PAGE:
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Going Welsh in Argentine Patagonia

by Valerie Ng Feb 28, 2010
Valerie Ng explains why you’ll find Welsh tea culture in Northern Patagonia.

ARRIVE IN GAIMAN, Argentina, and you’ll notice a few things seem culturally and geographically misplaced.

Streets bear the names of J.D. Evans and Abraham Matthews. The dragon-emblazoned flag of Wales flies prominently from local businesses, and signs are posted not only in Spanish but also in Welsh, a language otherwise encountered only in the British Isles.

The Welsh settlement in Argentina began in the 19th century, when the Argentine government promoted immigration from European nations. The leader of the Welsh contingent, Rev. Michael D. Jones, wanted to create a colony of Welsh culture and language outside of Wales, away from the influence of the English.

He settled on Patagonia because of its remote location and the incentive of 100 square miles of land along the Chubut River offered by the government of Argentina.

Jones had studied Welsh communities in the United States, but found they quickly assimilated and lost their ethnic and cultural identity. The isolation of Patagonia would help create an insulated community that would maintain its language and culture.

Traditional tea in Gaiman

What brings many visitors to Gaiman, the cultural center of Argentina’s Welsh community, are the teahouses.

The full afternoon tea experience, much like one you could have in Britain, is served at tables covered in lace cloth with a large pot of tea and an assortment of cakes, marmalade, butter, and cream. The most traditional cake is the torta negra, a black cake similar to a fruitcake.

Every October, the town holds a Eisteddfod de Chubut, a Welsh cultural festival featuring performances of poetry and music in Welsh and Spanish, continuing a tradition that began in the province in 1875.

More Wales in Northern Patagonia

Elsewhere in Chubut province, remnants of Argentina’s Welsh settlement exists in windmills, chapels, and teahouses, as well as the Celtic names of its towns.

In nearby Trelew, the main commercial center in the region, the Museo Regional Pueblo de Luis, housed in a former train station, documents the history of the Welsh settlement and features photographs and belongings of the settlers. It was in Trelew that the Welsh settlers built the Salon San David, a replica of St. David’s Cathedral in Pembrokeshire.

The regional railway once linked Trelew with the town of Dolavon, another early Welsh settlement, where an old flour mill has been converted into a museum of rural life, and a monument pays tribute to the indigenous Tehuelche who aided the settlers when they arrived.

Over near the Chilean border, just south of Esquel, the town of Trevelin was established in 1889 by John Evans, who was instrumental in exploring the upper Chubut Valley for Argentina.

The town’s first settlers arrived here after having built towns along the way as they traveled inland from the coast. The main attraction is the grave of Malacara, the horse that made a heroic leap to save Evans’ life during a Tehuelche attack.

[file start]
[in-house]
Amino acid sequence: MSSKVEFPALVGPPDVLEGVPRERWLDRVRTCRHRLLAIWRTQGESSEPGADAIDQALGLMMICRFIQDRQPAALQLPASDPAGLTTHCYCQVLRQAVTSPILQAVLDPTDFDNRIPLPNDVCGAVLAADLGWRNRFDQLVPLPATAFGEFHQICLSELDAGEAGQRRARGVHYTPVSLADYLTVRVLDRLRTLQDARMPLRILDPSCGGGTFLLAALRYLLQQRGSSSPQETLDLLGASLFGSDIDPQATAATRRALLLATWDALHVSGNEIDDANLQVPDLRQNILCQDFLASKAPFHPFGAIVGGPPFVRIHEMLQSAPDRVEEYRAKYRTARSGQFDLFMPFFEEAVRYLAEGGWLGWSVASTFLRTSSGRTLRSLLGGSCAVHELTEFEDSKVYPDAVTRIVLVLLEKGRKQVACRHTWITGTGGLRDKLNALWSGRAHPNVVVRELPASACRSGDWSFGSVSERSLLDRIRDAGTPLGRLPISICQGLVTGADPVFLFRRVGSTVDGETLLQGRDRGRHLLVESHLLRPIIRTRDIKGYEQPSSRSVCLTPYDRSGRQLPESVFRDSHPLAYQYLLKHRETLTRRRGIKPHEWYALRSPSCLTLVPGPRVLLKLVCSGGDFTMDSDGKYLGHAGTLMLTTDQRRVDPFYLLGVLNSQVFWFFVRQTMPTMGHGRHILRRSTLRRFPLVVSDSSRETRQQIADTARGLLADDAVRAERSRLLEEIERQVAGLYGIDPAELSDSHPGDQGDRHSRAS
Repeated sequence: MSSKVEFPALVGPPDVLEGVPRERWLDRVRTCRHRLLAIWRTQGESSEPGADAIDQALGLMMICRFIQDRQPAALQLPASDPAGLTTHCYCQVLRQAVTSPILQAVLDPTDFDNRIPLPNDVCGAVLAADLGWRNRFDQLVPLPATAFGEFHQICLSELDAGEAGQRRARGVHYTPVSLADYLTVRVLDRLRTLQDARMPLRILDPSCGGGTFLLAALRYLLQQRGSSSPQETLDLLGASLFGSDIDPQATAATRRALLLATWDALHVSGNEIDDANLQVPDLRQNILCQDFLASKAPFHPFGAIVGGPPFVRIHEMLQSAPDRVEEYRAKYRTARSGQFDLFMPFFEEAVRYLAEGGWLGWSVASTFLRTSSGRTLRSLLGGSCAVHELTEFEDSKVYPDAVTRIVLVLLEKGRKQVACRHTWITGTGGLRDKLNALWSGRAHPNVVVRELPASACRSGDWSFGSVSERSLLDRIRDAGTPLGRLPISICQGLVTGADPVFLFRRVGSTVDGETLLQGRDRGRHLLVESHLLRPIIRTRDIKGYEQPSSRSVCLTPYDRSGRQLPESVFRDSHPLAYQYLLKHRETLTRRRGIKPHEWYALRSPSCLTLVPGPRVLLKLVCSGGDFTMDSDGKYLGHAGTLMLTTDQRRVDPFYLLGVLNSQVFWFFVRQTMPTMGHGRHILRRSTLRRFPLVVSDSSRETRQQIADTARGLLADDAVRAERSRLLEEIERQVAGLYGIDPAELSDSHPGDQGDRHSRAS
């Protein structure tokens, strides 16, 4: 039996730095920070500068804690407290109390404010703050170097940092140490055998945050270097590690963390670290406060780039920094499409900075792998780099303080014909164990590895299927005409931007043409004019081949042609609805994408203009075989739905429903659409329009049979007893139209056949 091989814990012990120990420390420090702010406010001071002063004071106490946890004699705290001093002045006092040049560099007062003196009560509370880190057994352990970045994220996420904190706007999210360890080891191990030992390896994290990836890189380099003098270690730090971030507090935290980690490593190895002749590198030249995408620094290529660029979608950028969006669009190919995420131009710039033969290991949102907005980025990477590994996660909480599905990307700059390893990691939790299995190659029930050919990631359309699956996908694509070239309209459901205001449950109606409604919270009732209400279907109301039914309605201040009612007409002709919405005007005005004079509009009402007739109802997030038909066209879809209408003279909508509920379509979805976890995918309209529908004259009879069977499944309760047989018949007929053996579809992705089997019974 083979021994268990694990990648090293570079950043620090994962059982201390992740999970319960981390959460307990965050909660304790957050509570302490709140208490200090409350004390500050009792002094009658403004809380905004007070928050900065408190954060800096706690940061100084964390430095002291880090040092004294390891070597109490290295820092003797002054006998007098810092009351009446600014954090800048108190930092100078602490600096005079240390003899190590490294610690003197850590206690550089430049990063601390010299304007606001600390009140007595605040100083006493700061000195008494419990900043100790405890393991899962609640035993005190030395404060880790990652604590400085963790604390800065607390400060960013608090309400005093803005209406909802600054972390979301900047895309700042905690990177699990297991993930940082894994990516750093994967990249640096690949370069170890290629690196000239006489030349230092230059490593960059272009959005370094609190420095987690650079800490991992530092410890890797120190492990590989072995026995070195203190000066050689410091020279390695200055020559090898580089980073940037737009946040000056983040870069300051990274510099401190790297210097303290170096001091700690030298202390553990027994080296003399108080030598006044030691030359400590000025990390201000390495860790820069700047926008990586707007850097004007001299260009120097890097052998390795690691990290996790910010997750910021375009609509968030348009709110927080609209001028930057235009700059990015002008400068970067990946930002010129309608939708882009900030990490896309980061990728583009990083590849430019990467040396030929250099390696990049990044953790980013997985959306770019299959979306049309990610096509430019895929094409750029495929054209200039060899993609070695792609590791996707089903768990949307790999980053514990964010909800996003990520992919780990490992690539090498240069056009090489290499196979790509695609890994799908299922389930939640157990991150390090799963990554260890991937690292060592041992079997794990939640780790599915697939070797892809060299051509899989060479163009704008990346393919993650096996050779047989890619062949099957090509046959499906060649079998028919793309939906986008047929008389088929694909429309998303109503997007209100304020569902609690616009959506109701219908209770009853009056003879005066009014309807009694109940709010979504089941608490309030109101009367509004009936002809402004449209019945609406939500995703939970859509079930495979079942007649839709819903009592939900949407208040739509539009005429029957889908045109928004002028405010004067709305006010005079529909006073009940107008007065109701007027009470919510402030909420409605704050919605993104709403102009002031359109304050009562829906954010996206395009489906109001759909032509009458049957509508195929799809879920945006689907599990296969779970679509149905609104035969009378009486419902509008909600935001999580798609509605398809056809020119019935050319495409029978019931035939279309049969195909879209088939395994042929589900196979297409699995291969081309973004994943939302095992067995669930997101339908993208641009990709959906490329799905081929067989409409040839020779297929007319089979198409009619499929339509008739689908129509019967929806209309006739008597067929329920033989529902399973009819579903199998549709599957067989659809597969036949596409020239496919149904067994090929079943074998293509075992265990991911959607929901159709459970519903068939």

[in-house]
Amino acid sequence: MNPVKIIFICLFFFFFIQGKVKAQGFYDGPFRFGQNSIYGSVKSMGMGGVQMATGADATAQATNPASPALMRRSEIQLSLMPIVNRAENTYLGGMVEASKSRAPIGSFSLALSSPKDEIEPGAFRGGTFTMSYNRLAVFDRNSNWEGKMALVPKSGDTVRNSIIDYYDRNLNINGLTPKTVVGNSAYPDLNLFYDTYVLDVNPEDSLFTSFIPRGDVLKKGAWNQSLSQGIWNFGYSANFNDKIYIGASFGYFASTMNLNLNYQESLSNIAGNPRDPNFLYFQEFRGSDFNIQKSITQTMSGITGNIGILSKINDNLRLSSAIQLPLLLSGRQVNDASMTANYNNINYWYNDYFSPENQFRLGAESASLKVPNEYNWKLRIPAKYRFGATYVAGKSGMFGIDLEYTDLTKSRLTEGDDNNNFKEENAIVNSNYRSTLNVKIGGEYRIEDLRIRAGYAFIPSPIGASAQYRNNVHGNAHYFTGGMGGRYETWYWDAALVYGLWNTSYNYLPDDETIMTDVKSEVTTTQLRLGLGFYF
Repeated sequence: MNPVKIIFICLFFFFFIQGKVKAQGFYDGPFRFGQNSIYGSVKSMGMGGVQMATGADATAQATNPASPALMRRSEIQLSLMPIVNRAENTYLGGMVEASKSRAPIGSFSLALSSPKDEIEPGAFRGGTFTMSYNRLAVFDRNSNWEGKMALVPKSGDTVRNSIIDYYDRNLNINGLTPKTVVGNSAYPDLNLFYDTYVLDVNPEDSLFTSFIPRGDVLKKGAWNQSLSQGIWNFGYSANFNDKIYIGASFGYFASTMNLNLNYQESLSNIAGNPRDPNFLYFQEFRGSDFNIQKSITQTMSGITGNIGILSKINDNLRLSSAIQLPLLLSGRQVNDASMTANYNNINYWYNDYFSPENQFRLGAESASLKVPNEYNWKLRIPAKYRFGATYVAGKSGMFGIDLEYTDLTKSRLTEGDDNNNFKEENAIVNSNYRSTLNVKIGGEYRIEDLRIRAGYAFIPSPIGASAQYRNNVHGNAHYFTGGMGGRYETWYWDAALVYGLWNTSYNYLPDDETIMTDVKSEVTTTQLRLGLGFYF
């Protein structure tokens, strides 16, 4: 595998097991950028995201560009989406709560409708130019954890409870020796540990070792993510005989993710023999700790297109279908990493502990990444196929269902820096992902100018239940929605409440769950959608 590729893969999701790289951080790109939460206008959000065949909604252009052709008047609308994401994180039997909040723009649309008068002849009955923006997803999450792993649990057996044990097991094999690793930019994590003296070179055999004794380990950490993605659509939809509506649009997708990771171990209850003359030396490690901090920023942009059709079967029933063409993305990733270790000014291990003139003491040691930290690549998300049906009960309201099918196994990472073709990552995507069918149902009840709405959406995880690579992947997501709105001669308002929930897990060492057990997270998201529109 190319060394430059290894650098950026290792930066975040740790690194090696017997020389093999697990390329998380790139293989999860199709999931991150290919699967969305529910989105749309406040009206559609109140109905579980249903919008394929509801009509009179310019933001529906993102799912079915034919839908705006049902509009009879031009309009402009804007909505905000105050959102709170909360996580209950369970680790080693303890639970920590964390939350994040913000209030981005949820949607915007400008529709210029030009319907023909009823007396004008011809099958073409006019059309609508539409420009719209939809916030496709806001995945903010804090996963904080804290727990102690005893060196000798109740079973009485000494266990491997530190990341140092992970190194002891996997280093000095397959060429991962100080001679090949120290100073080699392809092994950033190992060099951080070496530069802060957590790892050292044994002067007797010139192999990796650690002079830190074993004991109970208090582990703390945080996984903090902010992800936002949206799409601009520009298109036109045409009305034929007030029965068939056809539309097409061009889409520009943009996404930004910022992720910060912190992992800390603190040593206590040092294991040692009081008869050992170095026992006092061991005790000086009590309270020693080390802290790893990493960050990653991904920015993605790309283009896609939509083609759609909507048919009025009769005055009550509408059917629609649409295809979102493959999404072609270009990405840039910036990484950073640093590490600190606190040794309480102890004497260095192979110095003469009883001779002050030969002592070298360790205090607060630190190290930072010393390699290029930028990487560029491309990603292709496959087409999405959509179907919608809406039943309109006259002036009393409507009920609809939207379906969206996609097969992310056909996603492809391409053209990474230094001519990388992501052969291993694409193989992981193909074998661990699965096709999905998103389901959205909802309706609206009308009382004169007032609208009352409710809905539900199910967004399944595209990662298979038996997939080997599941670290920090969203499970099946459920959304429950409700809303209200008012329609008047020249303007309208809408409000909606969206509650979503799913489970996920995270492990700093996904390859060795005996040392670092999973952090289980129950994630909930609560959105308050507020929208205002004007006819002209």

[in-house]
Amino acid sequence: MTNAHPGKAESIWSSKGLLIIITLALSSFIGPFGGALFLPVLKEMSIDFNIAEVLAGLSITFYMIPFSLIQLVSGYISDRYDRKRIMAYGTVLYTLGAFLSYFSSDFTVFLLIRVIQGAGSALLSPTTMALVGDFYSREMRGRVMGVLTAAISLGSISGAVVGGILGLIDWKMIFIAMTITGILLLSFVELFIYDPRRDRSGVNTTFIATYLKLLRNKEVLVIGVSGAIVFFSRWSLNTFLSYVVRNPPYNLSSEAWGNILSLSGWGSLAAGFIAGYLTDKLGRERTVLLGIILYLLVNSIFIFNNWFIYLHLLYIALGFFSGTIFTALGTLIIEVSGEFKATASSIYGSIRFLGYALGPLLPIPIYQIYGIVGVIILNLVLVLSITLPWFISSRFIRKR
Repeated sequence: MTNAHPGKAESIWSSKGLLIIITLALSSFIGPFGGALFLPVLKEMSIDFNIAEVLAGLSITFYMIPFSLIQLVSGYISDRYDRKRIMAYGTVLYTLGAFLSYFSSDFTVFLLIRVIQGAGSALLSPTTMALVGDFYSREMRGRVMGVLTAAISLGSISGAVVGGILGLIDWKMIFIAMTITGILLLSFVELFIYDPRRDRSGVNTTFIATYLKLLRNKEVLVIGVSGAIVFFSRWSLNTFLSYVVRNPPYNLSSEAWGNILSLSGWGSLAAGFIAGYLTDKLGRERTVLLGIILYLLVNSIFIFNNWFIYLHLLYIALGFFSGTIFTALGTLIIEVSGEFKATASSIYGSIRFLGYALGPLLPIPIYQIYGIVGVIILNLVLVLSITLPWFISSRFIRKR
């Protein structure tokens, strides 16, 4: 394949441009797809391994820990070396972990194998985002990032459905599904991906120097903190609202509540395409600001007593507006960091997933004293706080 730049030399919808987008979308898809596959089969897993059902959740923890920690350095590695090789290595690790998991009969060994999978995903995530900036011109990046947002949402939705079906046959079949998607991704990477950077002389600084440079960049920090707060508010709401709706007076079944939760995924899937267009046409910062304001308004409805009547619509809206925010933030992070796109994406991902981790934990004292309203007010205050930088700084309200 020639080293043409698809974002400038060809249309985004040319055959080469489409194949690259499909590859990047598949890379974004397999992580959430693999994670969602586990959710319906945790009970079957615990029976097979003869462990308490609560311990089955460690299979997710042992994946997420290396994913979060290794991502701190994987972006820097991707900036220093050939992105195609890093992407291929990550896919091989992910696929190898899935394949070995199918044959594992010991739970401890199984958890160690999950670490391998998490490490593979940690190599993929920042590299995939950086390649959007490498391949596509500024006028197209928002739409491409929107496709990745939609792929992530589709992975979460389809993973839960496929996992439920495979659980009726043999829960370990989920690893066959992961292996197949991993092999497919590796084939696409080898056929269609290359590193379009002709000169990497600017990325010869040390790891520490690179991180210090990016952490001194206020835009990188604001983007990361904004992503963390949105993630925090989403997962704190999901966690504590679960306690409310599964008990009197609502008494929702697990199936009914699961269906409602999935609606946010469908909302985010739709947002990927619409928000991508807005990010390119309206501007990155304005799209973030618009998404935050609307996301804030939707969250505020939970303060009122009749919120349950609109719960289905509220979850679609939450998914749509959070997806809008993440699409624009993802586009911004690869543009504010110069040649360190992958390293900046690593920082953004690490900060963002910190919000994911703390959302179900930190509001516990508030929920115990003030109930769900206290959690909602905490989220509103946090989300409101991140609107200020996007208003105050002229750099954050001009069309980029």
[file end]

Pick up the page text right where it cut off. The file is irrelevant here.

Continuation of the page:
At the site of the first mill built by the settlers after their arrival is the Museo Regional Molino Viejo, which depicts life in early 20th century Trevelin.

While the prevalence of the Welsh language has declined since the early 20th century, it is still taught in schools and university students have the opportunity to study abroad in Wales.

Chubut is also a destination for scholars from Wales seeking to study manuscripts from the original settlers and expose themselves to what is considered the pure form of the language.

Getting to Gaiman

Travelers often base themselves in the coastal city of Puerto Madryn, popular for its whale and penguin watching tours, although some choose to stay in Trelew. There are B&B accommodations available in Gaiman — make reservations.

From Puerto Madryn, catch a bus to Trelew, where you can board a connecting bus that will drop you off in the center of Gaiman. The town is compact and easy to navigate on foot.

Where to have tea

Ty Gwyn, which also operates as a B&B, is the oldest Welsh teahouse in Gaiman and is run by a descendant of the original settlers. The staff, dressed in traditional Welsh clothing, provides attentive service. 9 de Julio 111, Gaiman

Ty Nain is also run by descendants of some of the town’s first Welsh settlers. Make sure to check out its small museum, which showcases artifacts from colonial days. Hipólito Yrigoyen 283, Gaiman

Another of Gaiman’s B&Bs, Plas y Coed doubles as a teahouse and provides large and filling breakfasts and afternoon tea. MD Jones 123, Gaiman

Located on the banks of the Chubut River, Ty Cymraeg has owners that sometimes share with visitors stories of their Welsh ancestors, whose photographs decorate the walls of the teahouse. Abraham Mathews 74, Gaiman

Community Connection

For more suggestions on classic places to have tea, check out Six Cups: Tea Cultures Around the World.

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